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  • Guest - Bill

    Teresa, and one last thing, once you've trusted that Christ fulfilled all the requirements of the law for you, and you are not under the law any more (your obedience or disobedience doesn't count with God) you will actually have huge burden removed from you knowing for certain that you have been redeemed by Christ. At that same time you will find that you will be actually notice what Bunyan noticed, tha sin will lose its power, you'll be able to obey Christ noticeably better than you are right now. Nevertheless your best works even after you've trusted in Christ will be polluted by sin, so you will still need to trust in the blood of christ alone for the rest of your life. You will not be able to look at your works as confirmation of salvation, because the best works of the Saints are like filthy rags as Jeremiah wrote.

    Now go read the book of Romans chapters 3 to 5 after you've read my posts and see if it doesn't teach exactly what I'm teaching.

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  • Guest - teresa.

    you guys just don't get it. i am by no means trying to "work hard" for salvation. I know Sola Fide is true. The point is, how can I be sure I have saving faith? the bible and the confessions both say that a loving heart is proof we are saved. if i say i'm trusting christ, but over the years i check my spiritual pulse and find a dead, loveless heart then i am surely unsaved and God has not chosen to give me saving faith. in the end if works are not present, neither is salvation.(romish and protestant formulas do not differ much, because if you not overflowing with LOVE then faith and salvation are not present either.) in short, i look to christ alone but it's not working for me!!! I've concluded that I don't have saving faith. I've tried to believe in Jesus for ten years but I can't. I fear I'm beyond saving.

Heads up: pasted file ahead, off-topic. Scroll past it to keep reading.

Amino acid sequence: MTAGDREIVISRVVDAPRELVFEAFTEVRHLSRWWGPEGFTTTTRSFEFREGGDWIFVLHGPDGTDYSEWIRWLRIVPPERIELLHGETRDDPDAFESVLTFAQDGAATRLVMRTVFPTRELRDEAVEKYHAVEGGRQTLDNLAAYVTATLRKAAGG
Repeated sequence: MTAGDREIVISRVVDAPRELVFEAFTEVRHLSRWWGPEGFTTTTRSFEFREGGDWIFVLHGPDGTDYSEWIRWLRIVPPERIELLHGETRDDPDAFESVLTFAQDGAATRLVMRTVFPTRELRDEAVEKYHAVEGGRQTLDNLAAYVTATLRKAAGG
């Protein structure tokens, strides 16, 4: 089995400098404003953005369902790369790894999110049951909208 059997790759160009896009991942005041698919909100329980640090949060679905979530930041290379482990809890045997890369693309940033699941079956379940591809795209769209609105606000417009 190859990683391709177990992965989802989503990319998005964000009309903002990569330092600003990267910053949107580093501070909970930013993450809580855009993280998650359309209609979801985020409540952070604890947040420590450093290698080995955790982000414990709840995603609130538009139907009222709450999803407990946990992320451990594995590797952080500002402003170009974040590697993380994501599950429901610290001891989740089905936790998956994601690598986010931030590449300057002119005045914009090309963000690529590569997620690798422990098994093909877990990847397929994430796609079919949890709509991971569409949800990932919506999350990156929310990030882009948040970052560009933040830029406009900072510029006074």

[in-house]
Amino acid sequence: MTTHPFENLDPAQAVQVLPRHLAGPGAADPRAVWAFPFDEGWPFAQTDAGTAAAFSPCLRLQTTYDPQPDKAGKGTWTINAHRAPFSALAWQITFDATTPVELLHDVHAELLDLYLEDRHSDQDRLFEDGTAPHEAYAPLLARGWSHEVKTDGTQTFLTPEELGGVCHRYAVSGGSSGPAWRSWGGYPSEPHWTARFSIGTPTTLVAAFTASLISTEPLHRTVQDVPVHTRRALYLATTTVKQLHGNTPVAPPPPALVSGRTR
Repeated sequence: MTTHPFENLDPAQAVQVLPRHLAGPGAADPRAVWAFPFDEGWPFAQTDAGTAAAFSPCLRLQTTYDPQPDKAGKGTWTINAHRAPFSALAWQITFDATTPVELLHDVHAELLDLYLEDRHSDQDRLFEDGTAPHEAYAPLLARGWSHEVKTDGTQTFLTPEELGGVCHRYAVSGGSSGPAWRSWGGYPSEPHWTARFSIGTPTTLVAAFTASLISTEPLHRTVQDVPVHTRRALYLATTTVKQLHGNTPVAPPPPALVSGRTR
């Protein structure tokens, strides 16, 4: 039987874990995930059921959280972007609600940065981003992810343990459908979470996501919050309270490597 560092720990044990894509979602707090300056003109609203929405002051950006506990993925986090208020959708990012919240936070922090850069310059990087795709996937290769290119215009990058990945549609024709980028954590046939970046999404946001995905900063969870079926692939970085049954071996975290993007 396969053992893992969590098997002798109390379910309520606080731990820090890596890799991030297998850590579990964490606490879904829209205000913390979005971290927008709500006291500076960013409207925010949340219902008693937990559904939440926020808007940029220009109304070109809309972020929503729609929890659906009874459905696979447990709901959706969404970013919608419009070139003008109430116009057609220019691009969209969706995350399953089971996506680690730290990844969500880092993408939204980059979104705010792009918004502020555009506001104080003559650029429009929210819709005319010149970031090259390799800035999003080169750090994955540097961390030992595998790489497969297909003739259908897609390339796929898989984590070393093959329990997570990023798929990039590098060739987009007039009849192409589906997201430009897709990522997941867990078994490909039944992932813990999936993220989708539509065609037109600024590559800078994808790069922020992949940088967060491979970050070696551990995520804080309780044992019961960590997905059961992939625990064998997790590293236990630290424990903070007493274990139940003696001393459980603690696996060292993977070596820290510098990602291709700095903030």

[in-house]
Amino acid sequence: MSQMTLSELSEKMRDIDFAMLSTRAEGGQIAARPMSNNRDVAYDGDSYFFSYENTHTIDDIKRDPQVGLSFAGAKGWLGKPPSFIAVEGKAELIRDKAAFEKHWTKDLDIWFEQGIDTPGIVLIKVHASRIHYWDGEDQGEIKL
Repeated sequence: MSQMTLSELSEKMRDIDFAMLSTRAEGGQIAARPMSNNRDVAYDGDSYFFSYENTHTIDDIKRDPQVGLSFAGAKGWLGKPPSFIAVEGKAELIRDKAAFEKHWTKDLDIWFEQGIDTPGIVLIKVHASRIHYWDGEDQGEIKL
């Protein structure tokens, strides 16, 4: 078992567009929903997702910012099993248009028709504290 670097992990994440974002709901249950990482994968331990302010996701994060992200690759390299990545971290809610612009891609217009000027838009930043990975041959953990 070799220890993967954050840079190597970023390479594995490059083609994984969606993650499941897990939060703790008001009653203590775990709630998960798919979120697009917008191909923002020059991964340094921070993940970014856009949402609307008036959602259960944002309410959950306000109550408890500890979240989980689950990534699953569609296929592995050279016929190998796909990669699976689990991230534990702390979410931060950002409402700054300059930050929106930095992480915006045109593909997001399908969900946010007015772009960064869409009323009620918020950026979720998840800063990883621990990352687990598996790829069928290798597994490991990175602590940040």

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  • Guest - Jane

    Dear Teresa,

    I hear your frustration. Come home to Rome. Jesus feeds you with the Bread of Life. The Gospel is simple. Listen to Jesus, rest in Jesus, in silence God will speak to you. He loves you.

    I am praying with you,


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  • Guest - Bill

    Teresa, you are so close to being saved that you wouldn't believe it. Anybody that is as humble as you are is pretty much saved, you just don't know it, because you are looking at your works. You are confusing law and gospel. Christians are 100% sinner and 100% saint simultaneously. This is what Luther taught, so different from Rome. Simultaneously saint and sinner. You are 100% a Saint and 100% a Sinner at the same time. Lutheran pastor Tom Baker has a daily program called Law and Gospel. Listen to last Wednesday's program where he explains in an outstanding way the distinction between law and gospel. You are still thinking law, when in fact God doesn't care about your works, listen to Tom Baker from KFUO Radio, the radio of the Lutheran Church Missouri Synod